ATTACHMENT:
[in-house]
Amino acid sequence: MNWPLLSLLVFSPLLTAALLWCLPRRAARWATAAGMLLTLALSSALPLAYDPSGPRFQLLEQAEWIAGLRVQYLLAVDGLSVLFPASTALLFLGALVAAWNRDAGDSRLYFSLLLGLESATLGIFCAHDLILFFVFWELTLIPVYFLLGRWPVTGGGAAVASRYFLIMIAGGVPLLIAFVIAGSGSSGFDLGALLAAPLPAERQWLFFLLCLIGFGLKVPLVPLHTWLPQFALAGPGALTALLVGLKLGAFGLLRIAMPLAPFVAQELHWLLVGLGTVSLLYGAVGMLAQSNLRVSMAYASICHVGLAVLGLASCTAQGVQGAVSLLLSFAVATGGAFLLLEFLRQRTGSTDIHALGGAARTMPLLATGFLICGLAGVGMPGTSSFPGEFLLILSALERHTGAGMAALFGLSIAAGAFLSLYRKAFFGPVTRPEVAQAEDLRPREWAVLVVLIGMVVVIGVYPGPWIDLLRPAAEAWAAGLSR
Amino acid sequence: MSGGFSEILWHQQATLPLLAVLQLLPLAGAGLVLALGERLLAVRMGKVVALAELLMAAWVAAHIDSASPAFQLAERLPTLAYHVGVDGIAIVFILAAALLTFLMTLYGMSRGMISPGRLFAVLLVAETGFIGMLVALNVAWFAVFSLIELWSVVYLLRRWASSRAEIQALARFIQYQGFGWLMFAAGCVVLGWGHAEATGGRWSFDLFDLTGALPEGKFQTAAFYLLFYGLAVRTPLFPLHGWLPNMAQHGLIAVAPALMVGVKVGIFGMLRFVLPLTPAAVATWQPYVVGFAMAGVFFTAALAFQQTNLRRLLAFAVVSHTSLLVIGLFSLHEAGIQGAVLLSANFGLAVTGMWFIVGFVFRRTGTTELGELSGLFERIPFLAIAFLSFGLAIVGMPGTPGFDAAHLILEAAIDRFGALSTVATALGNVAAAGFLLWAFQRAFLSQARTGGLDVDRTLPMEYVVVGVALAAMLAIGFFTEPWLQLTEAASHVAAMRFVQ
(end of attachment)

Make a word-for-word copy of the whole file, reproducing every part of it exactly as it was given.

[in-house]
Amino acid sequence: MNWPLLSLLVFSPLLTAALLWCLPRRAARWATAAGMLLTLALSSALPLAYDPSGPRFQLLEQAEWIAGLRVQYLLAVDGLSVLFPASTALLFLGALVAAWNRDAGDSRLYFSLLLGLESATLGIFCAHDLILFFVFWELTLIPVYFLLGRWPVTGGGAAVASRYFLIMIAGGVPLLIAFVIAGSGSSGFDLGALLAAPLPAERQWLFFLLCLIGFGLKVPLVPLHTWLPQFALAGPGALTALLVGLKLGAFGLLRIAMPLAPFVAQELHWLLVGLGTVSLLYGAVGMLAQSNLRVSMAYASICHVGLAVLGLASCTAQGVQGAVSLLLSFAVATGGAFLLLEFLRQRTGSTDIHALGGAARTMPLLATGFLICGLAGVGMPGTSSFPGEFLLILSALERHTGAGMAALFGLSIAAGAFLSLYRKAFFGPVTRPEVAQAEDLRPREWAVLVVLIGMVVVIGVYPGPWIDLLRPAAEAWAAGLSR
Amino acid sequence: MSGGFSEILWHQQATLPLLAVLQLLPLAGAGLVLALGERLLAVRMGKVVALAELLMAAWVAAHIDSASPAFQLAERLPTLAYHVGVDGIAIVFILAAALLTFLMTLYGMSRGMISPGRLFAVLLVAETGFIGMLVALNVAWFAVFSLIELWSVVYLLRRWASSRAEIQALARFIQYQGFGWLMFAAGCVVLGWGHAEATGGRWSFDLFDLTGALPEGKFQTAAFYLLFYGLAVRTPLFPLHGWLPNMAQHGLIAVAPALMVGVKVGIFGMLRFVLPLTPAAVATWQPYVVGFAMAGVFFTAALAFQQTNLRRLLAFAVVSHTSLLVIGLFSLHEAGIQGAVLLSANFGLAVTGMWFIVGFVFRRTGTTELGELSGLFERIPFLAIAFLSFGLAIVGMPGTPGFDAAHLILEAAIDRFGALSTVATALGNVAAAGFLLWAFQRAFLSQARTGGLDVDRTLPMEYVVVGVALAAMLAIGFFTEPWLQLTEAASHVAAMRFVQ